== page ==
After having first made plain their disappointment at the deal reached by the UK government on fishing in its negotiations with the European Union, UK federations have had a breathing space to take stock of the situation.
‘In the wake of the agreement reached with the EU on Christmas eve, our immediate task was to blunt the Government’s attempts to present the outcome on fisheries as a famous victory’ an NFFO spokesman commented.
‘In Parliament and right across the media the country and the world, through the Federation’s efforts, was made to understand that, in echoes of 1973, the UK fishing industry had again been sacrificed for other national objectives. Given the hundreds of thousands of businesses and livelihoods at stake without a trade deal, perhaps this was a brutal, but inevitable, choice. What infuriated the fishing industry was the transparent attempt to present the meagre gains as a transformational leap forward as an independent coastal state.’
According to the NFFO, the UK and Norway henceforth meet as equal coastal states, while the UK remains tied into ‘an asymmetric and exploitative arrangement’ on fishing rights.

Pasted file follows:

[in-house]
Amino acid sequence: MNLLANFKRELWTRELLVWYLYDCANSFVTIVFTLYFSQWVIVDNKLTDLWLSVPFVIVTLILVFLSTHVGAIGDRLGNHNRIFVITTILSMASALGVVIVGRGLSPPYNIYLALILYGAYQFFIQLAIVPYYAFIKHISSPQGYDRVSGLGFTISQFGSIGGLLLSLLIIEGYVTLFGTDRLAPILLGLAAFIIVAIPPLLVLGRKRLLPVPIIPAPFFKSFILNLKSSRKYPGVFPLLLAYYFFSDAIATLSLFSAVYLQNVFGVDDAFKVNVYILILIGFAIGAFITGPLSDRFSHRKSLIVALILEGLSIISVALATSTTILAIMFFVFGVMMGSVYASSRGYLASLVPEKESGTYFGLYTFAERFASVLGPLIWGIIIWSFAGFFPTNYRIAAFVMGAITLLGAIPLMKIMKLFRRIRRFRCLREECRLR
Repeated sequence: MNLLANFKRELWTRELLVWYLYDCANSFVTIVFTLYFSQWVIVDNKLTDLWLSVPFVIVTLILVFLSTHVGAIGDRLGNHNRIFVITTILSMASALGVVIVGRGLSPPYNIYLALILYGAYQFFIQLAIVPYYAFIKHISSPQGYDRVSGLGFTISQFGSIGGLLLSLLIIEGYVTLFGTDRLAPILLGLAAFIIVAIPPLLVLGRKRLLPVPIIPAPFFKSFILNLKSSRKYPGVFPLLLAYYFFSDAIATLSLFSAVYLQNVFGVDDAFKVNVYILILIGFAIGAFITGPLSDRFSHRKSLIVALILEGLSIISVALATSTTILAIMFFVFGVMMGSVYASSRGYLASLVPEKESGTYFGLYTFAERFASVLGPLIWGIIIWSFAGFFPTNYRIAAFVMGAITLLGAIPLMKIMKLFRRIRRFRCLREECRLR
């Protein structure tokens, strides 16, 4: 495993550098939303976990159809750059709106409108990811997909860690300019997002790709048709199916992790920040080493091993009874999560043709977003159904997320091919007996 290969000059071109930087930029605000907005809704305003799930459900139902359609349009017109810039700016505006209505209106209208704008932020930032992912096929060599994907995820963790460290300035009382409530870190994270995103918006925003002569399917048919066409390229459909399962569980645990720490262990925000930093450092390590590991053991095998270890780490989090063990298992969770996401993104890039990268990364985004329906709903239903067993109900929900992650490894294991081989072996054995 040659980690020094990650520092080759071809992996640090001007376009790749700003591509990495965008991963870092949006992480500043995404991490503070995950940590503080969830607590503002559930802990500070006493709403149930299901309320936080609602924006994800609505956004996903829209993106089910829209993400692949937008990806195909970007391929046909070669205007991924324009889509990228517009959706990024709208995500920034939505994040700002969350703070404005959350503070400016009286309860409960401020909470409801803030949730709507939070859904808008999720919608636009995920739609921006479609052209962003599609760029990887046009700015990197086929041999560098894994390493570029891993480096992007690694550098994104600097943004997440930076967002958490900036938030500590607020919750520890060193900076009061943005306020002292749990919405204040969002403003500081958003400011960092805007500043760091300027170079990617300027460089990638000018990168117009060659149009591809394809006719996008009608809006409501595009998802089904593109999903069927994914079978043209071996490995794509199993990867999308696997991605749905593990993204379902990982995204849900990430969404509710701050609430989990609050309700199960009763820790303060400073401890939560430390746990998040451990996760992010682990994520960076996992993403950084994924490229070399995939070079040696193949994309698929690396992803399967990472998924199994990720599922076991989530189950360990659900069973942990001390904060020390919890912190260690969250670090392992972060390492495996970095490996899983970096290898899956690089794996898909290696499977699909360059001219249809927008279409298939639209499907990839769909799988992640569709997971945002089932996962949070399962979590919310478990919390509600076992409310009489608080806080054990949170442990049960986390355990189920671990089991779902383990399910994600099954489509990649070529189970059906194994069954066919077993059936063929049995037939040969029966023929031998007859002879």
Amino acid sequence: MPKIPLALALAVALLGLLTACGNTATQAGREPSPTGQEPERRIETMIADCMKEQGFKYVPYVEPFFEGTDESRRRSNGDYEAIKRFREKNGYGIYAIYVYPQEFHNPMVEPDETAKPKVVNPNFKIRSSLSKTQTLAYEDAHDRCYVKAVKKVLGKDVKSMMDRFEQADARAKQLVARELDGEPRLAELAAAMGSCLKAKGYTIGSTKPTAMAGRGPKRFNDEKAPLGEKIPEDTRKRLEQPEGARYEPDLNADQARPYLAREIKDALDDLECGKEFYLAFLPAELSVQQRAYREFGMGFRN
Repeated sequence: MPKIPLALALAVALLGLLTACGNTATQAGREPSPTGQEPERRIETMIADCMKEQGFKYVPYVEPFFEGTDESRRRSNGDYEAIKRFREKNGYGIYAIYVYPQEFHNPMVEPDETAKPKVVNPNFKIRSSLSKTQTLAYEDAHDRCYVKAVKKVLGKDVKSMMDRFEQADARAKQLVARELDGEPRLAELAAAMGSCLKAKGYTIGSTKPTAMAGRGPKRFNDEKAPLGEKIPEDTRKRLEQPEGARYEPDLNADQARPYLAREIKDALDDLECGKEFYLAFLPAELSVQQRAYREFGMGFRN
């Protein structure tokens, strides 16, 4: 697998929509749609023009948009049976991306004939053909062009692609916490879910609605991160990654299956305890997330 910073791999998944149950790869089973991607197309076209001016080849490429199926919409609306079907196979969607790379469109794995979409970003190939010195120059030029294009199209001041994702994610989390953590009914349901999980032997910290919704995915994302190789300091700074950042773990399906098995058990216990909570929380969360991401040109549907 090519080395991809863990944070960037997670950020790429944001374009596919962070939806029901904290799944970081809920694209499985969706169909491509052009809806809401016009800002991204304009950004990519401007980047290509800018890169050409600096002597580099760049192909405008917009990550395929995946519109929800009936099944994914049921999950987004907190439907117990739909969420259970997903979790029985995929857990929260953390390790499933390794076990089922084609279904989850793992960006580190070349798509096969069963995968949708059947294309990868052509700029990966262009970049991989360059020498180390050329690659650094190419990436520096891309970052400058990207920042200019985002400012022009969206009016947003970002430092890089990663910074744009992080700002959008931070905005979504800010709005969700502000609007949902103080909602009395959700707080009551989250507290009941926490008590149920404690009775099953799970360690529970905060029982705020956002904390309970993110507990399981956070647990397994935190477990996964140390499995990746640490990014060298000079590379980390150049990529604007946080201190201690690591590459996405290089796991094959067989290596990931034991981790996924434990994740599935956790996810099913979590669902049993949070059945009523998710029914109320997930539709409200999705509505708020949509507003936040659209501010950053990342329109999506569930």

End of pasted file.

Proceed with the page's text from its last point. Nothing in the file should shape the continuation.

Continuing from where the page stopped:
A series of immediate questions over how the new regime would operate from 1st January were raised at a meeting held by the UK’s national federations, with the question of how to avoid parts of the fleet being worse off in 2021 high on the agenda, in the wake of meagre and unevenly distributed uplifts in UK quota shares, the absence of an international quota swaps mechanism, the retention of the landing obligation in EU retained law and attendant choke risks.
‘There is scope within the EU agreement for quota transfers at state-to-state level throughout the year, but it will be important to make progress during the forthcoming negotiations for a fisheries agreement with the EU for 2021,’ The NFFO states.